To this day, scientists are mystified as to how Lady Dai’s body was so well preserved. The warmth and humidity around the Yangtze River Valley would normally not have been an optimal location for preserving bodies. But the Dai family’s tombs had been placed 12 meters inside the hill, which kept the corpses relatively cool.

Her body was also found tightly wrapped in 20 layers of silk, preventing bacteria from causing her remains to decompose, placed in four nesting coffins, sealed with a heavy lacquer. According to Ask a Mortician, the burial vault was then covered with five tons of charcoal and a moisture-blocking clay and then filled with soil. It wasn’t until her corpse was removed from the tomb that it began to decompose.

A mysterious red fluid is discovered, too

Another oddity was that Xin Zhui’s body was found immersed in a mildly acidic reddish fluid. Scientists have debated if the fluid was placed in the coffin to help preserve her body or if, instead, water molecules accumulated in her coffin over the last 2,000 years. The depth of the tomb, along with the constant temperature and humidity most likely played a role in keeping Lady Dai’s corpse fresh, researchers are still debating how her remains were so perfectly preserved, especially since blood and not embalming fluid was found inside her corpse.

Other tombs of wealthy Chinese citizens have also contained a similar mystery fluid, but none of the corpses have fared as well as Lady Dai. Perhaps China’s ancient morticians perfected their technique when she passed. And while experts can’t seem to answer how Xin Zhui’s body was preserved, it’s been reported that a secret fluid was injected into her corpse with the hope of keeping maintained it for future generations.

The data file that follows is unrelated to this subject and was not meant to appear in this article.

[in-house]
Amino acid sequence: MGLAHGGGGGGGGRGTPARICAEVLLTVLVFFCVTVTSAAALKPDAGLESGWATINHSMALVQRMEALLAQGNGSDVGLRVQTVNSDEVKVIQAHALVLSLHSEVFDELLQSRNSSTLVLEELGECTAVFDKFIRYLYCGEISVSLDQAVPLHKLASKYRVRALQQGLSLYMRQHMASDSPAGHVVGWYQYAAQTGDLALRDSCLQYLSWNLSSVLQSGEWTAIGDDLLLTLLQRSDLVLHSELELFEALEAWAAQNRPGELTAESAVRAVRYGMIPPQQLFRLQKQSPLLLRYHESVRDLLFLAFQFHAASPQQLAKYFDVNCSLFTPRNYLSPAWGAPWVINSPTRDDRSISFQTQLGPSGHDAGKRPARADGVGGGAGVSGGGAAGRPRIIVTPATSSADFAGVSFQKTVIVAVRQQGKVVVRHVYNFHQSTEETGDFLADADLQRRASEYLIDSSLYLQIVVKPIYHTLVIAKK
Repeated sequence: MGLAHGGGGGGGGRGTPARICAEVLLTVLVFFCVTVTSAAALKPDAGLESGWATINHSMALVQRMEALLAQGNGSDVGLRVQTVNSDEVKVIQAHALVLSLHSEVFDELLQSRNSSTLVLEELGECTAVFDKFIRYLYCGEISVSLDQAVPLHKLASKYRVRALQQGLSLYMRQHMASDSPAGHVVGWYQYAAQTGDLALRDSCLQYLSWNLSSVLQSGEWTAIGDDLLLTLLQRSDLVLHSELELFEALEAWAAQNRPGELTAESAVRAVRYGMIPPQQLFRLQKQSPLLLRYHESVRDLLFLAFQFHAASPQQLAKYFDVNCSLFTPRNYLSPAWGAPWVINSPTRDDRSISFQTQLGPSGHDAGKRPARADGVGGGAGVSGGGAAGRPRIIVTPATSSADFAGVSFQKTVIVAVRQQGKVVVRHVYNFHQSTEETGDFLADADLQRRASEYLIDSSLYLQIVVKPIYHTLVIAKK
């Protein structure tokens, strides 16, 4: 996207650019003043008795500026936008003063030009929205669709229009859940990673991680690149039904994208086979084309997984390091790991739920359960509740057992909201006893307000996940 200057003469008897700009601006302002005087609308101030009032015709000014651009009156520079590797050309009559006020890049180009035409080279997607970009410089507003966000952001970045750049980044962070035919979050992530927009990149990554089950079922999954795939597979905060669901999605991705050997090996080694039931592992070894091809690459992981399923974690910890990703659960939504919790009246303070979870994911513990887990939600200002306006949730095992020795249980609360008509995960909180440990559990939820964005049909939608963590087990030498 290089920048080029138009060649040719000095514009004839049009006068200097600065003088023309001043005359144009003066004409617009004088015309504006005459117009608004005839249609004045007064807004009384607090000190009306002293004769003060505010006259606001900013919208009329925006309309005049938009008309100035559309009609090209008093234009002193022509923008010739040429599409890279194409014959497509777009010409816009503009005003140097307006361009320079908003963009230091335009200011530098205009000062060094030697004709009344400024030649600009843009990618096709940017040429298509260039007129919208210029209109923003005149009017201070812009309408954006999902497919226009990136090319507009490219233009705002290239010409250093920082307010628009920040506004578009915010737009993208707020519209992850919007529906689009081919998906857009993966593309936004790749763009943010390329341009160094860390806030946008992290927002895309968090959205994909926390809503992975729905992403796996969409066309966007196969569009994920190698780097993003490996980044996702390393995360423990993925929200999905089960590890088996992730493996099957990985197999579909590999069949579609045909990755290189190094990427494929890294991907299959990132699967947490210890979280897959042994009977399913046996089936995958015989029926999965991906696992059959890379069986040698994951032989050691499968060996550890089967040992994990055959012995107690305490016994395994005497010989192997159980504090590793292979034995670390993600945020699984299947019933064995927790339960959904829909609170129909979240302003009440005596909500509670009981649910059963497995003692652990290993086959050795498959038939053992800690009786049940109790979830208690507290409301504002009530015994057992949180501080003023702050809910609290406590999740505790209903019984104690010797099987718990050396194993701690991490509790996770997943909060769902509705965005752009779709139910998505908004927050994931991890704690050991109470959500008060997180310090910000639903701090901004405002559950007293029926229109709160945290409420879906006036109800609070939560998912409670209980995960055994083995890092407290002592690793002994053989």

A look at China’s “Sleeping Beauty”

Hoping to bring history to life, China Criminal Police College Professor Zhao Chengwen was able to use computer technology to create a wax model depicting how Xin Zhui may have looked like at the age of 30. The beautiful figure is currently on display at the Hunan Provincial Museum and while lovely, some scientists are skeptical that the image is a true representation of how Lady Dai looked while alive. Thanks to her indulgent lifestyle, her body showed signs of obesity and chronic illness.

The discovery of the Dai family tomb may not have been impressive to the Chinese government back in the early 1970s, but today the discovery is seen in a new light. “Mawangdui is considered one of the most important findings in Chinese archaeological history,” Willow Weilan Hai Chang of the China Institute Gallery in New York City told the publication Archeology.

One of the most important – and beautiful findings – was a T-shaped six-foot-long banner placed on the innermost coffin. While the exact purpose for the banners is unclear, it’s almost certain that it is associated with the afterlife. Lady Dai’s banner is also remarkable since it’s the earliest known portrait seen in Chinese art and depicts naturalistic scenes combined with symbols.

A banner depicts Lady Dai’s life after death

The banner is comprised of three sections. The upper part of the banner shows the heavens. The middle section depicts hopeful scenes of the afterlife, with Lady Dai wearing a decorated silk robe and walking staff gazing at two servants who have bowed down to present the noblewoman with a platter. Three other servants watch her from behind. To Lady Dai’s left and right, fearsome dragons can be seen swirling up to the heavens. Mourners can be seen directly below as they prepare Lady Dai’s body and tomb. The bottom shows images of the underworld.

Symbolic fish, snakes, goats, toads, and birds are depicted on the colorful silk cloth. Xin Zhui’s death banner is certainly stunning, but more importantly, it gives historians insight into the lives and beliefs of upper-class families living during the Han Dynasty. Lady Dai may have died in pain caused by her excessive lifestyle, but the tomb prepared so lovingly by those who waited upon her was designed to bring her eternal happiness and joy.